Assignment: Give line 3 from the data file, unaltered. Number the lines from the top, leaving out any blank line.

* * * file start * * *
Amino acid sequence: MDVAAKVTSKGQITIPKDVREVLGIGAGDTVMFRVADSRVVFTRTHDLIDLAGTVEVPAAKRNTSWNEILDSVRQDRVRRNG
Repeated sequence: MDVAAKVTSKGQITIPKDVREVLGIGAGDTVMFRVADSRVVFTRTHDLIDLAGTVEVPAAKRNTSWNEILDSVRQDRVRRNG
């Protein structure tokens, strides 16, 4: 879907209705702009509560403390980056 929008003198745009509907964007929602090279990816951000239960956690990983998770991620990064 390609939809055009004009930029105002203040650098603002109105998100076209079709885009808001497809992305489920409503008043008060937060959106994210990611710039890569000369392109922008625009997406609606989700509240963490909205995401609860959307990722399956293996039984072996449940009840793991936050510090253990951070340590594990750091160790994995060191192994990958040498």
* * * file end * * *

């Protein structure tokens, strides 16, 4: 879907209705702009509560403390980056 929008003198745009509907964007929602090279990816951000239960956690990983998770991620990064 390609939809055009004009930029105002203040650098603002109105998100076209079709885009808001497809992305489920409503008043008060937060959106994210990611710039890569000369392109922008625009997406609606989700509240963490909205995401609860959307990722399956293996039984072996449940009840793991936050510090253990951070340590594990750091160790994995060191192994990958040498």